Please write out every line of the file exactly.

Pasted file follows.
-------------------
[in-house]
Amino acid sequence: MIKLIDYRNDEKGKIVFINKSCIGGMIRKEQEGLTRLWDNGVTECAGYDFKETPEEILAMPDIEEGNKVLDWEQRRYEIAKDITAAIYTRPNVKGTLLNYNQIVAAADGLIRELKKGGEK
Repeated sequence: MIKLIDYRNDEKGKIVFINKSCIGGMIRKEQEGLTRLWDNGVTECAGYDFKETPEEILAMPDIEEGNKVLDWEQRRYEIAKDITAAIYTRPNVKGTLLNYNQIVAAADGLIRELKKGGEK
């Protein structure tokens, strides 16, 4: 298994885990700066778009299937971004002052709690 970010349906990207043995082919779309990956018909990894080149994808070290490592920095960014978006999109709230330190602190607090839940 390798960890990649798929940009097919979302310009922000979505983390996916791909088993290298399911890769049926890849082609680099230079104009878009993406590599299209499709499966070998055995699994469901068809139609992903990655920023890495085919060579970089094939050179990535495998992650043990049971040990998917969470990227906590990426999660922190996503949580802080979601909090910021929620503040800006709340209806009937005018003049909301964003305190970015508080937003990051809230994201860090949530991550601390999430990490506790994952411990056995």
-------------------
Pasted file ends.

[in-house]
Amino acid sequence: MIKLIDYRNDEKGKIVFINKSCIGGMIRKEQEGLTRLWDNGVTECAGYDFKETPEEILAMPDIEEGNKVLDWEQRRYEIAKDITAAIYTRPNVKGTLLNYNQIVAAADGLIRELKKGGEK
Repeated sequence: MIKLIDYRNDEKGKIVFINKSCIGGMIRKEQEGLTRLWDNGVTECAGYDFKETPEEILAMPDIEEGNKVLDWEQRRYEIAKDITAAIYTRPNVKGTLLNYNQIVAAADGLIRELKKGGEK
């Protein structure tokens, strides 16, 4: 298994885990700066778009299937971004002052709690 970010349906990207043995082919779309990956018909990894080149994808070290490592920095960014978006999109709230330190602190607090839940 390798960890990649798929940009097919979302310009922000979505983390996916791909088993290298399911890769049926890849082609680099230079104009878009993406590599299209499709499966070998055995699994469901068809139609992903990655920023890495085919060579970089094939050179990535495998992650043990049971040990998917969470990227906590990426999660922190996503949580802080979601909090910021929620503040800006709340209806009937005018003049909301964003305190970015508080937003990051809230994201860090949530991550601390999430990490506790994952411990056995």